“If we continue to run on this factional and very divisive style of politics, we don’t stand a chance to last another 100 or 200 years,” Lou said. “I don’t want people to define me based on my labels. I want people to judge me by what my character is, what my policies are and what I’ll do for the city.”

Lou graduated from UC Berkeley with a computer science degree and worked in software engineering before starting his own business, Stingray, a consulting firm that helps people find or transition between jobs. His campaign has earned endorsements from the California Republican Party, the California College Republicans, Equal Rights for All and Senator Rand Paul, among others.

“I’m proud to be the standard bearer of all these organizations,” he said. “And I feel like I do embody many of their values, which is why they chose me in the first place.” 

When he was a senior at SHS, Lou gained notoriety for leading the History Bowl team in a historic sweep of the national championship, in addition to winning the National History Bee for himself. In school, his talents in memorizing facts, figures and historical dates earned him the nickname “Bruce Almighty” from history teacher Jerry Sheehy, whose mock “Jeopardy!” competitions were constantly dominated by Lou.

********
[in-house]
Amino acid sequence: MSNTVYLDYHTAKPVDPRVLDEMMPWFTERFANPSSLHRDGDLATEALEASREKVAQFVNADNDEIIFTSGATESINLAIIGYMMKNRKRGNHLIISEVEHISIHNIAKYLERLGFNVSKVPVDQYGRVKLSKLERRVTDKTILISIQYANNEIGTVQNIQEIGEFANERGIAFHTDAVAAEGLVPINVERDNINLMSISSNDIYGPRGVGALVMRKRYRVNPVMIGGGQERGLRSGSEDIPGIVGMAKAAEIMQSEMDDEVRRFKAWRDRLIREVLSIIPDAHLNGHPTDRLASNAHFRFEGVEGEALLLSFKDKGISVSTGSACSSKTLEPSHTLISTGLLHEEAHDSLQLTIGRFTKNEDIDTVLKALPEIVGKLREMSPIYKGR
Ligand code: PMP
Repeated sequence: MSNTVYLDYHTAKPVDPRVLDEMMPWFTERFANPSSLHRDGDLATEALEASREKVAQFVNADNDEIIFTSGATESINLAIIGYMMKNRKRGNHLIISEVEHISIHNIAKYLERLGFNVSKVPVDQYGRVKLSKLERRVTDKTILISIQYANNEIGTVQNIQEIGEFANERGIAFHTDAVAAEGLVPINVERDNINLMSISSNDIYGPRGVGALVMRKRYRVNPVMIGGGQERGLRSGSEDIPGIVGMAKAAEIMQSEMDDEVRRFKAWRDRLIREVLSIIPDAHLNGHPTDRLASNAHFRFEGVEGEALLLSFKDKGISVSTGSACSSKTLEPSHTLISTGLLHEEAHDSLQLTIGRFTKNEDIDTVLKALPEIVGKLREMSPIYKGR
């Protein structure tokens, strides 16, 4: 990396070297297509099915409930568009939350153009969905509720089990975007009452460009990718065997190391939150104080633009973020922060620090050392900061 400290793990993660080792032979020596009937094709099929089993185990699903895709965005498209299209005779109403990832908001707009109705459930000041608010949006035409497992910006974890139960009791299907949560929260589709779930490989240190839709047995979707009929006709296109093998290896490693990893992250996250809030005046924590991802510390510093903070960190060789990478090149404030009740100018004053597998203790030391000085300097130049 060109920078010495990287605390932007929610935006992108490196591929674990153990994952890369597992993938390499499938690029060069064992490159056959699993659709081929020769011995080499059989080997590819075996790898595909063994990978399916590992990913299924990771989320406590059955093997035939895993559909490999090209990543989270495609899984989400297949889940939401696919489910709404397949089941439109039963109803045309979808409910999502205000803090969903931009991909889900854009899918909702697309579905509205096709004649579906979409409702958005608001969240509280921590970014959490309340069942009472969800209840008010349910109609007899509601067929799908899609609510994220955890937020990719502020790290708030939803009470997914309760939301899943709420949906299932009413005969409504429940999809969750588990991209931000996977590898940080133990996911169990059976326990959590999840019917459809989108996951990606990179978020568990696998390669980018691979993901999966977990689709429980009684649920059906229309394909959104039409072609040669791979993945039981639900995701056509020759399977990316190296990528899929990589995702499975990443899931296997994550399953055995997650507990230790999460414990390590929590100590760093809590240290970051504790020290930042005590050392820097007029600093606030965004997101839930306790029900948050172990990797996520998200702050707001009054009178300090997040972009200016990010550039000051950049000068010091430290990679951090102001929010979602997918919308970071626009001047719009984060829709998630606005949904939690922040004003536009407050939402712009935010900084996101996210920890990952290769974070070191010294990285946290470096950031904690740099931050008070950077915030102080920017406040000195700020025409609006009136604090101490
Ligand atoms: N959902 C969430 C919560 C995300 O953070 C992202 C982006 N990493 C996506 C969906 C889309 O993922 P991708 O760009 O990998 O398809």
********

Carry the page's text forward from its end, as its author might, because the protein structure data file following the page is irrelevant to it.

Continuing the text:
“Even for the fun, silly questions I asked for Final Jeopardy, it was pretty hard to get anything by Bruce,” Sheehy said. “When you see people on “Jeopardy!” and you’re like, ‘how do they answer so quickly?’—that was Bruce; he was a born ‘Jeopardy!’ contestant.” 

Lou cited his participation in History Bowl and “Jeopardy!” as being pivotal in setting the stage for him to run for public office, allowing him to greatly improve his speaking and rhetorical skills. Combined with a knack for retaining all things history, Lou has found that these experiences give him an edge over other potential candidates.

For instance, Lou often compares the story of the American Revolution to his own race as the “underdog” against Pelosi.

“When the American colonists decided to rebel, nobody thought they could win. But with a combination of grit, military skill, luck and diplomacy, America was able to triumph,” Lou said. “So whenever people tell me [my campaign] is hopeless, I always bring up that example, and that usually shuts them up.”

Lou is finding that between campaigning, attending public events and doing a host of other activities, politics has consumed almost all of his time, and becoming a public figure has also taken away his former anonymity. 

Although the political lifestyle is fairly draining, Lou still finds time to engage in some of his old hobbies, like watching football in a sports bar in the San Francisco Marina or reading books. Additionally, he can always lean back on memories he made in high school and college, such as watching the sun rise the day after his high school graduation or cheering on the Cal Bears’ football team as they played against Stanford; he advises current students to make the most of their youth.

“Enjoy your time in high school, and try to have a true college experience,” Lou said. “Don’t live life with any regrets thinking about things you should have done. Enjoy the present, because it really doesn’t come around again.”